Sunday, November 20, 2016

Why Narendra Modi's Demonetization measure violates the RBI Act and creates financial anarchy

Why Narendra Modi's Demonetization measure violates the RBI Act and creates financial anarchy
- by Seema Sapra

The Demonetization measure dated 8 November 2016 is a notification issued by the Government of India under Section 26(2) of the Reserve Bank of India Act 1934. The Demonetization notification is not only a fraudulent exercise of power but is also ultra vires Section 26(1) and Section 26(2) of the RBI Act. 

Section 26 of the RBI Act reads: 
26. Legal tender character of notes.
(1) Subject to the provisions of sub-section (2), every bank note shall be legal tender at any place in [India] in payment or on account for the amount expressed therein, and shall be guaranteed by the [Central Government].
(2) On recommendation of the Central Board the [Central Government] may, by notification in the Gazette of India, declare that, with effect from such date as may be specified in the notification, any series of bank notes of any denomination shall cease to be legal tender [save at such office or agency of the Bank and to such extent as may be specified in the notification]. 

The Demonetization notification can be read at http://finmin.nic.in/172521.pdf

Let us examine the violations of Section 26(1) and (2) by the demonetization notification. 

Under Section 26(2) the Government of India (GOI) can only demonetize "any series of bank notes of any denomination" at a time. The GOI with its demonetization notification has overnight demonetized two entire denominations of bank notes worth about 86% of the currency in circulation in India. The scale of the demonetization extending to 86% of the currency and its temporal immediacy (a mere 4 hour notice period issued at 8 pm on November 8) renders this measure a violation of the legal tender guarantee of the GOI under Section 26(1) of the RBI Act.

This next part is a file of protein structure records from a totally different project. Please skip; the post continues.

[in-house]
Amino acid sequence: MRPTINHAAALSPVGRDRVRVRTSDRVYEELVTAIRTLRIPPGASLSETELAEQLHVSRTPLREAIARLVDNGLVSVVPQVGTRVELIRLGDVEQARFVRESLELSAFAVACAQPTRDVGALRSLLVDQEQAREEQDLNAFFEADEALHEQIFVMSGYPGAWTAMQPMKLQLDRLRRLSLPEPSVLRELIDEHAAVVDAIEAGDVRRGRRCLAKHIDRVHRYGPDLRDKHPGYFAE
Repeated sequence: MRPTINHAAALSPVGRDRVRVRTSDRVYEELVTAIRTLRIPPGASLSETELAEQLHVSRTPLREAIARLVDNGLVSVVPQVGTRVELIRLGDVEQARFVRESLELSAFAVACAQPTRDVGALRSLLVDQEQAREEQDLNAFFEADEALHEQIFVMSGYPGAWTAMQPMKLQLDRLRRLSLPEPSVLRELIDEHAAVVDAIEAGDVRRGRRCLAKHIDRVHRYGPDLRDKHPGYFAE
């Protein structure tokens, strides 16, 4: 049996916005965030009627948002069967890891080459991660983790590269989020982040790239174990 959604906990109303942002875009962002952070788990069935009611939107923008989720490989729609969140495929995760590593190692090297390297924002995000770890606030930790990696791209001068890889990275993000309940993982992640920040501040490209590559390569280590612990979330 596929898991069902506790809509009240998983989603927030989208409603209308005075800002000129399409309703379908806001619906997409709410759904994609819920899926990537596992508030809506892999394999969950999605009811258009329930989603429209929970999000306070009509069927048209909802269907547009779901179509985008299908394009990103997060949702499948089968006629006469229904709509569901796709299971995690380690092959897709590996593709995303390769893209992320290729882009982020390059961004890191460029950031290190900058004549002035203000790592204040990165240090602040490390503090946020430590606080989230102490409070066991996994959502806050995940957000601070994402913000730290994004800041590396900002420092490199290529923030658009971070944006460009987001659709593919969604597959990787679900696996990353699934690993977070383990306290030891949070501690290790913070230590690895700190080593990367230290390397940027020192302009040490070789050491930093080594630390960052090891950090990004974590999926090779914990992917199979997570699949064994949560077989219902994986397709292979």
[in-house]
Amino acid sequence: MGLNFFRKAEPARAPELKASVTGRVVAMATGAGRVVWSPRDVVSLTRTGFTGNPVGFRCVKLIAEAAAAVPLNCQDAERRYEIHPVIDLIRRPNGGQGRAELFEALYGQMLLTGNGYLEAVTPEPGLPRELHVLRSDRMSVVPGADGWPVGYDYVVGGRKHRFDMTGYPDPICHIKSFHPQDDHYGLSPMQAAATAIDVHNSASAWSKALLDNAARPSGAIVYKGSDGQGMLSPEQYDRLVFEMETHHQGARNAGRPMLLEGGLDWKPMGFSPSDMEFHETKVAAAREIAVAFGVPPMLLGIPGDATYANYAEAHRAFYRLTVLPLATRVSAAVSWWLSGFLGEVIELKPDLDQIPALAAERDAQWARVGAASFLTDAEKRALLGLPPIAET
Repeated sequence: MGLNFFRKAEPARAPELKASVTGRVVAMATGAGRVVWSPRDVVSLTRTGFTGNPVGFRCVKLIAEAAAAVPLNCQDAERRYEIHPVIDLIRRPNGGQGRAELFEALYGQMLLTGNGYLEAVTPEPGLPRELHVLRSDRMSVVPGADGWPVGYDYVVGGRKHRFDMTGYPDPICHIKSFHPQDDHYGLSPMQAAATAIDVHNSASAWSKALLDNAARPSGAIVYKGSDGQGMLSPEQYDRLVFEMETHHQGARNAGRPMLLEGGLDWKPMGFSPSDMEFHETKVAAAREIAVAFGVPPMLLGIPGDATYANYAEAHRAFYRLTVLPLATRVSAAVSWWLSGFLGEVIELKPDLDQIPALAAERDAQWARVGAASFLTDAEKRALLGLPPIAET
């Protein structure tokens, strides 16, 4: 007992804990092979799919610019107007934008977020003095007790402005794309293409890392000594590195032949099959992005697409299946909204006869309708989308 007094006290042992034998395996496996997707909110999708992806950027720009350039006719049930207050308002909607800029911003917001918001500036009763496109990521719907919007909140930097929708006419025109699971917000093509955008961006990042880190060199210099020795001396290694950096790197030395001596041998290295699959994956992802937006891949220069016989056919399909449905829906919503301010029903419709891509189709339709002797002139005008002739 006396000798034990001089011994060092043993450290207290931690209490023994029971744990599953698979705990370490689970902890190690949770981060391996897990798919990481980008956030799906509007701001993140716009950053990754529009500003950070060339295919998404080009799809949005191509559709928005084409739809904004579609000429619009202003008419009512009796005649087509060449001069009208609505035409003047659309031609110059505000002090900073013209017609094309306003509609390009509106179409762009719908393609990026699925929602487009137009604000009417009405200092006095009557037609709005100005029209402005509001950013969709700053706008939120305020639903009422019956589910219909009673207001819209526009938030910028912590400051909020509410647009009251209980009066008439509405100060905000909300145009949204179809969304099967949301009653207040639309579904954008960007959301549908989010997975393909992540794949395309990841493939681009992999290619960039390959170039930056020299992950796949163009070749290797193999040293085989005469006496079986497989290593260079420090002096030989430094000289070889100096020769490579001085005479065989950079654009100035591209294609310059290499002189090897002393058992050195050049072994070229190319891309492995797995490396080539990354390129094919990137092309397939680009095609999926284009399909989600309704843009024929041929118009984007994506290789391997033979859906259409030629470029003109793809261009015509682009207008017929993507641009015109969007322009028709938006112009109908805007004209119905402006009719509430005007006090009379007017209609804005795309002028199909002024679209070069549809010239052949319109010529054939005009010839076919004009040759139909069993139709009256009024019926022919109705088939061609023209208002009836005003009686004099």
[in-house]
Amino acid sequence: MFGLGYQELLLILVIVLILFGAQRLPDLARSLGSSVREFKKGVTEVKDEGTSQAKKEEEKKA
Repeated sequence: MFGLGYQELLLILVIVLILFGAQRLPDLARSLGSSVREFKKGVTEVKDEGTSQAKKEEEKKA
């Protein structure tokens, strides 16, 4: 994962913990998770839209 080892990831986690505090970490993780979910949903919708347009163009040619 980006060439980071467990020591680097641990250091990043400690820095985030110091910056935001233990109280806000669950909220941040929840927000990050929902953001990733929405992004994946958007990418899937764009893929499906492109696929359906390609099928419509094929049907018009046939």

The power under Section 26(2) has to be exercised for justifiable and valid reasons which would be subject to judicial review. Further the measure adopted must be reasonable and must be commensurate with and proportional to the objective sought to be achieved. It should not cause excessive financial, monetary, and economic disruption, loss and hardship that could have been avoided and which is not necessary to achieve the legitimate objectives of the exercise of power under Section 26(2). 

Modi's demonetization notification claims to have three objectives. These are reproduced below: 
"And whereas, it has been found that fake currency notes of the specified bank notes have been largely in circulation and it has been found to be difficult to easily identify genuine bank notes from the fake ones and that the use of fake currency notes is causing adverse effect to the economy of the country;
 And whereas, it has been found that high denomination bank notes are used for storage of unaccounted wealth as has been evident from the large cash recoveries made by law enforcement agencies;
 And whereas, it has also been found that fake currency is being used for financing subversive activities such as drug trafficking and terrorism, causing damage to the economy and security of the country and the Central Government after due consideration has decided to implement the recommendations of the Board;" 

It is submitted that out of the three statements of objectives and purposes of the notification, it is only the fake currency issue that can amount to a valid reason for the exercise of the demonetization power under Section 26(2) of the RBI Act. It is further submitted that the demonetization notification is arbitrary and unreasonable in law and ultra vires the statute as the measure adopted is far in excess of what the GOI needed to do to counter fake currency notes. The statement in the notification that "it has been found to be difficult to easily identify genuine bank notes from the fake ones" is factually incorrect and seems to have been included with malafide intent. There can be no justification for the withdrawal of legal tender character from 86% of currency in circulation merely to target the less than 1% of fake currency in circulation. Less extreme and less restrictive measures were available to the GOI to address the fake currency issue.  

It is important to understand that there is no legal bar on Indian citizens keeping their wealth and legitimate earnings in cash if they so desire. Therefore cash does not ipso facto equal black money. Further, demonetization cannot be used as a tax enforcement measure. The RBI is not a tax authority. Therefore demonetization cannot be justified in law for the second reason mentioned in the notification. Demonetization also cannot be a money laundering measure. The Demonetization notification in so far as it seeks to justify itself as an attempt to tackle tax evasion or money laundering is illegal and issued without authority of law. Withdrawal of legal tender character from bank notes for the purpose of addressing tax evasion or money laundering does not fall within the ambit of Section 26(2) of the RBI Act. The Demonetization notification is bad in law as it targets all citizens indiscriminately and without due process of law.